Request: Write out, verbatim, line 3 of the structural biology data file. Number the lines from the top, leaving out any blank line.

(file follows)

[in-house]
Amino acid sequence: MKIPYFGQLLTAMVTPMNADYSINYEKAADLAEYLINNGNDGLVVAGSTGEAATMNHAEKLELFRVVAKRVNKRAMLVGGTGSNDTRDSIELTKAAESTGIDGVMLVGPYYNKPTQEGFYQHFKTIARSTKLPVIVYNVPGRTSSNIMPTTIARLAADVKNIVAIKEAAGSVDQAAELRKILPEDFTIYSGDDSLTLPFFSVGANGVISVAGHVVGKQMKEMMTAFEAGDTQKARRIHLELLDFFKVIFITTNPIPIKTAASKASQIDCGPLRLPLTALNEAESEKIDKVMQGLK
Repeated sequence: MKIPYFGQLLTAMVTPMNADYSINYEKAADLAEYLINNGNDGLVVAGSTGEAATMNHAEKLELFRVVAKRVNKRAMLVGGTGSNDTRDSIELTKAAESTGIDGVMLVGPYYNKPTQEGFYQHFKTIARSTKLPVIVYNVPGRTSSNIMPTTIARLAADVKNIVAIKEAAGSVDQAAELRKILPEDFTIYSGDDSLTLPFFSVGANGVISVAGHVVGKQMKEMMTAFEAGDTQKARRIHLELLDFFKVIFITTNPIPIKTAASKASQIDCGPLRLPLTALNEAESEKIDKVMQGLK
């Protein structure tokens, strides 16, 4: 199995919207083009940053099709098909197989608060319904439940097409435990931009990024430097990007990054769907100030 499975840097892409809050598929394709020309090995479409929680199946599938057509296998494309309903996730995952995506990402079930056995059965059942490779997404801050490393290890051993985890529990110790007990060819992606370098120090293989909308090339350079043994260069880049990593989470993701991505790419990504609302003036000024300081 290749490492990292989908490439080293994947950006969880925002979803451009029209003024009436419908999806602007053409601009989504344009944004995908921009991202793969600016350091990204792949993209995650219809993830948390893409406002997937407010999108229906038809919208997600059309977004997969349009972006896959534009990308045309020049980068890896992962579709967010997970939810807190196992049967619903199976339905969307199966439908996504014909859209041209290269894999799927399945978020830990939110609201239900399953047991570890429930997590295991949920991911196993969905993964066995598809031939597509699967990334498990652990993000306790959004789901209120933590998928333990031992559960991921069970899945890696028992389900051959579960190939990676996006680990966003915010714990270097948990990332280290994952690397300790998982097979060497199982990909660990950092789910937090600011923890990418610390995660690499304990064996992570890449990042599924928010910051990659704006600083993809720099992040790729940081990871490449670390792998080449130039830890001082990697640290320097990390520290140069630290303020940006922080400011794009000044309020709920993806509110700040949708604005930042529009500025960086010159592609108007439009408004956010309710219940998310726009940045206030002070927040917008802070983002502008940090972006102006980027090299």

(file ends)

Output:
Repeated sequence: MKIPYFGQLLTAMVTPMNADYSINYEKAADLAEYLINNGNDGLVVAGSTGEAATMNHAEKLELFRVVAKRVNKRAMLVGGTGSNDTRDSIELTKAAESTGIDGVMLVGPYYNKPTQEGFYQHFKTIARSTKLPVIVYNVPGRTSSNIMPTTIARLAADVKNIVAIKEAAGSVDQAAELRKILPEDFTIYSGDDSLTLPFFSVGANGVISVAGHVVGKQMKEMMTAFEAGDTQKARRIHLELLDFFKVIFITTNPIPIKTAASKASQIDCGPLRLPLTALNEAESEKIDKVMQGLK